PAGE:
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In Appraisal Shift, Lenders Gain Power And Critics

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Mike Kennedy, a real estate appraiser in Monroe, N.Y., was examining a suburban house a few years ago when he discovered five feet of water in the basement. The mortgage broker arranging the owner’s refinancing asked him to pretend it was not there.

Brokers, real estate agents and banks asked appraisers to do a lot of pretending during the housing boom, pumping up values while ignoring defects. While Mr. Kennedy says he never complied, many appraisers did, some of them thinking they had no choice if they wanted work. A profession that should have been a brake on the spiral in home prices instead became a big contributor.

On May 1, a sweeping change took effect that was meant to reduce the conflicts of interest in home appraisals while safeguarding the independence of the people who do them.

Brokers and real estate agents can no longer order appraisals. Lenders now control the entire process.

The Home Valuation Code of Conduct is setting off a bitter battle. Mortgage brokers, lenders, real estate agents, regulators and appraisers are all arguing over whether an effort to fix one problem has created many new ones.

The agents, maintaining that the changes are effectively blocking home sales by encouraging the use of inexperienced appraisers, are asking Washington to suspend the code until 2011. For their part, appraisers acknowledge that the change may have been well intentioned but contend that it has no teeth and is undermining the economics of their profession.

“We’ve been begging for years for enforcement of existing state and federal laws regulating appraising,†said Mr. Kennedy, a leader in the appraisal community. “We thought we were finally going to get that. But the code is doing nothing except putting ethical appraisers out of business.â€

Financial change is one of the most contentious issues in Washington, and efforts to fix even widely acknowledged problems seem stalled. The attempt to change the appraisal system is an example of how difficult it can be to adopt changes that are good in theory and also work in practice — while simultaneously winning support from warring interest groups.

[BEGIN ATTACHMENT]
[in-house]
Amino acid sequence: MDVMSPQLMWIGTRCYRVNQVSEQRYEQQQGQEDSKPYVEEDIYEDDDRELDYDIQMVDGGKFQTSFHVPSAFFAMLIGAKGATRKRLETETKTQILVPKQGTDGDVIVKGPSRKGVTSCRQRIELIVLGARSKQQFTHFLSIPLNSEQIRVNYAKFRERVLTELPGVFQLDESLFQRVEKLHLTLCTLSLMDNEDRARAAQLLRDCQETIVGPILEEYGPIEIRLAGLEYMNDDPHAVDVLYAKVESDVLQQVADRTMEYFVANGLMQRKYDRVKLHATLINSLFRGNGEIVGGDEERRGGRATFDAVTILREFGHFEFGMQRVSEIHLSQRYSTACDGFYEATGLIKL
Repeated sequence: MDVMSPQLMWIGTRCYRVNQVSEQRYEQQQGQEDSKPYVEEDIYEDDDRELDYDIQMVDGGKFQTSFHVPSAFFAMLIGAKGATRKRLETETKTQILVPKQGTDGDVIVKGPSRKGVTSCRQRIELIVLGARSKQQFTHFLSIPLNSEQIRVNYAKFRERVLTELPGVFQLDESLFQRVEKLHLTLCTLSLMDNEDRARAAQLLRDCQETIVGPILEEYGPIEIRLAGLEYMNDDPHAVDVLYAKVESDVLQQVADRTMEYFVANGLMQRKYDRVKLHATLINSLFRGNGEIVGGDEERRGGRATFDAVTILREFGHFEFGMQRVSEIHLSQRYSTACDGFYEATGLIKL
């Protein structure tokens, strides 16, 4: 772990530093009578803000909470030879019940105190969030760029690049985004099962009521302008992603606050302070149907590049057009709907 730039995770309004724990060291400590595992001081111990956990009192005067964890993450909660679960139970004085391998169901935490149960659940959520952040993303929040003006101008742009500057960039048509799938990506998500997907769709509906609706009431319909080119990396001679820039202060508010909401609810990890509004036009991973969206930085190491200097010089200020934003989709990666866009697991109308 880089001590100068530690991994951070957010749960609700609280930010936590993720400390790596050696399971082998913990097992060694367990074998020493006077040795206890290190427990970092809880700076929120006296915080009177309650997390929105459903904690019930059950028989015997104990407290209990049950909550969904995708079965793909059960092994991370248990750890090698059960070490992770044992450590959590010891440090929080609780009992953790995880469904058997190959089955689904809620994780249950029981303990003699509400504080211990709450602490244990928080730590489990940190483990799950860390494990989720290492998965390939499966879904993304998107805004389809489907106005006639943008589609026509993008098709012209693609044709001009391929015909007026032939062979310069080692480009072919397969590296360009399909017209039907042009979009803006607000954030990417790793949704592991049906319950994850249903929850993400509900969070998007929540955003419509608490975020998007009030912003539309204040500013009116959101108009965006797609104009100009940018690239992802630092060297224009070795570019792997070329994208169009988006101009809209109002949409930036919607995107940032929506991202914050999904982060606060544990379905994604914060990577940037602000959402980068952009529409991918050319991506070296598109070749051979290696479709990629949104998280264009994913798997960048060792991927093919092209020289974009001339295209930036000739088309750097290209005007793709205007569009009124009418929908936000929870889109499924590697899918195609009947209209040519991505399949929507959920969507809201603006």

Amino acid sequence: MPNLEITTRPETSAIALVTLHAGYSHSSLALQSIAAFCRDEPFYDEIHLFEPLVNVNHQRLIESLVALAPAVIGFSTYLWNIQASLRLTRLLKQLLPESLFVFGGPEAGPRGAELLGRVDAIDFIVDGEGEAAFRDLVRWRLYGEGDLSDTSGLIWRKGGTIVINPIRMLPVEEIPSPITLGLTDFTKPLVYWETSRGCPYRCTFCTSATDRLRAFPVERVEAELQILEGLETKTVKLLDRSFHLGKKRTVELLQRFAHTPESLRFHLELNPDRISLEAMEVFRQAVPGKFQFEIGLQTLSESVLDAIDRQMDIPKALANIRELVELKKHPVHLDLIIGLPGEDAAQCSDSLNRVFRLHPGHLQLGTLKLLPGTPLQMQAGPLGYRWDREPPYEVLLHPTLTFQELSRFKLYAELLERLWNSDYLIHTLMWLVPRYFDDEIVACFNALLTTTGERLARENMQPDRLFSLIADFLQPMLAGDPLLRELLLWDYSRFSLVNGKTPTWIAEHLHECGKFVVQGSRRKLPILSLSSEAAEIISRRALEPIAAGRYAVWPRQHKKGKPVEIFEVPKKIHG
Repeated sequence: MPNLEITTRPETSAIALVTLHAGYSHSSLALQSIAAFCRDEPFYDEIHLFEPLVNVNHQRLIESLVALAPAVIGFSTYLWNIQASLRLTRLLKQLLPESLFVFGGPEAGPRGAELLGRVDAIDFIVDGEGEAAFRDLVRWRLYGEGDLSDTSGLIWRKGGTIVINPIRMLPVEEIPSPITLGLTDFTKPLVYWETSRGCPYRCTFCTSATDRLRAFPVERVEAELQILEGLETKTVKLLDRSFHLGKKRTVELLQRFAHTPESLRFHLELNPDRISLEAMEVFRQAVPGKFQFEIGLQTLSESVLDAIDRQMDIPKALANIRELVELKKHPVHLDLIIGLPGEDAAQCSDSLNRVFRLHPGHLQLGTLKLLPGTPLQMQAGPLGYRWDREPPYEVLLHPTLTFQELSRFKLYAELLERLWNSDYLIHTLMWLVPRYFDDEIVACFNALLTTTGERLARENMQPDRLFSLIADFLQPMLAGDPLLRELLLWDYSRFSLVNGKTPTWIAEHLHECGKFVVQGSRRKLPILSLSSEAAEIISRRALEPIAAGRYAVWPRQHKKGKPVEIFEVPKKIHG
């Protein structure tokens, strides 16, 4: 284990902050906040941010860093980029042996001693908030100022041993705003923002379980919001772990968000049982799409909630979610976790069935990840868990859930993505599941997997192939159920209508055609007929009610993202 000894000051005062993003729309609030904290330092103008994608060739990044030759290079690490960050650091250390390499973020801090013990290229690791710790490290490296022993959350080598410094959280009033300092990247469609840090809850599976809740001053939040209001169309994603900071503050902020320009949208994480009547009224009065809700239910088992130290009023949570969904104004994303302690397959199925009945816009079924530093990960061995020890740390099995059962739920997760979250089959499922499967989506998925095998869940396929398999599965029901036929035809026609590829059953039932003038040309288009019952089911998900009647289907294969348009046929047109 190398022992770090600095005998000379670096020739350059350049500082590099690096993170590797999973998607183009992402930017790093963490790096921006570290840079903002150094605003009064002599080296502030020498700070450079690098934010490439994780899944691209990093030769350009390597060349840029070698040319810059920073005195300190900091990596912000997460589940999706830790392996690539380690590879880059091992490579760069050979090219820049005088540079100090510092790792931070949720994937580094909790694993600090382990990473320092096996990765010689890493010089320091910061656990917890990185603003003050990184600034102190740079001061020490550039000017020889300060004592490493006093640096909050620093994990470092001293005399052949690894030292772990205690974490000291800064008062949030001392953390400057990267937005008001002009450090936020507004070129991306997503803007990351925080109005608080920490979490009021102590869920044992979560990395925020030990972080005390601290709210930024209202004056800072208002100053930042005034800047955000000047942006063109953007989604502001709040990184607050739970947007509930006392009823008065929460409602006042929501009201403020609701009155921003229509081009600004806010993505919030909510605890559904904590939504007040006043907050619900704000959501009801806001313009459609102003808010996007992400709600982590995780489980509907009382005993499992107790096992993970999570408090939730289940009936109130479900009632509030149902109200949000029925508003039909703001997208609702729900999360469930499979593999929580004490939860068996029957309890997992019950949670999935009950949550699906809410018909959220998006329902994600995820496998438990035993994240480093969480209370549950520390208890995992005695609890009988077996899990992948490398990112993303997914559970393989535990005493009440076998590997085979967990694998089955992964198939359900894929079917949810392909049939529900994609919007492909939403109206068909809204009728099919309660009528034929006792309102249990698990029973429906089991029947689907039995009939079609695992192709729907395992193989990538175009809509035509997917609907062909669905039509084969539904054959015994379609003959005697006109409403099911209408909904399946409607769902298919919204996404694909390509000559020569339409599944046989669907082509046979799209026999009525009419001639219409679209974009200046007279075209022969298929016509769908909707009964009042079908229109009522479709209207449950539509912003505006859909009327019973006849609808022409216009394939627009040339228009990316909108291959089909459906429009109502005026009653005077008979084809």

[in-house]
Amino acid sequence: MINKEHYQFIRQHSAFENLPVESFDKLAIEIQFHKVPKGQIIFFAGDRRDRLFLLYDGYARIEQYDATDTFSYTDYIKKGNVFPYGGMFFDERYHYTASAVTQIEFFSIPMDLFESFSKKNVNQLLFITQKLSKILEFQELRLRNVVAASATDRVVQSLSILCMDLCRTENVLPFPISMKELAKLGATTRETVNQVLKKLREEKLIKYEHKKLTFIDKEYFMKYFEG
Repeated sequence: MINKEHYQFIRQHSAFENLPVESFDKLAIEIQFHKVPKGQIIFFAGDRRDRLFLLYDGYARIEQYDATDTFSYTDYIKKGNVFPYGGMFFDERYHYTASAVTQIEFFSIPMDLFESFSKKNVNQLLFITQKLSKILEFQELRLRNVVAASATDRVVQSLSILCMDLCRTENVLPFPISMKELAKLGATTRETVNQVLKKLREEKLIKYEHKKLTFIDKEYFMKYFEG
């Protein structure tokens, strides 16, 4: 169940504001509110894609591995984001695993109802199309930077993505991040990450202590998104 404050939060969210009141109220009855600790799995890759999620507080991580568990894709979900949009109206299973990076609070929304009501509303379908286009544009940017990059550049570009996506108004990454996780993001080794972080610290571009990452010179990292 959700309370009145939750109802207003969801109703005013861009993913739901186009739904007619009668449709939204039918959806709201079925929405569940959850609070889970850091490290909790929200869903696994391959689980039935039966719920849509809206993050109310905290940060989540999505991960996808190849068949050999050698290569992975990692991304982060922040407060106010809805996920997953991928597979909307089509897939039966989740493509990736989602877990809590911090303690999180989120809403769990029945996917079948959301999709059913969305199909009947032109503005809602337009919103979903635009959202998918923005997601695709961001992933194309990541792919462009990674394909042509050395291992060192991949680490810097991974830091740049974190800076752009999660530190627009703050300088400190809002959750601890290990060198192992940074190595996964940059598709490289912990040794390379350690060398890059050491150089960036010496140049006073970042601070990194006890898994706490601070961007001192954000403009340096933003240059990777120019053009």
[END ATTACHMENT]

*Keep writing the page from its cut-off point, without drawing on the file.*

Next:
“The real estate industry is incredibly complex,†said Josh Denney, a lobbyist with the Mortgage Bankers Association. “If you take one piece and tinker with it, it causes friction throughout the process.â€

So some US housing stock may be even more overvalued!!!!!

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It used to be the case (early 1990's and prior to that time) that banks and building societies controlled the appointment of the surveyor to "value" the property in either an owner occupier purchase or even early BTL. The value remember was on behalf of the lender albeit the surveyor owed a duty of care to the prospective or eventual buyer.

Brokers then exerted their power by taking over the house buying process, but in effect pulled the so called independent valuer into their own pocket. The broker decided which valuer should be instructed given the location and condition of the property.

It was a case of "he who paid the piper called the tune"!

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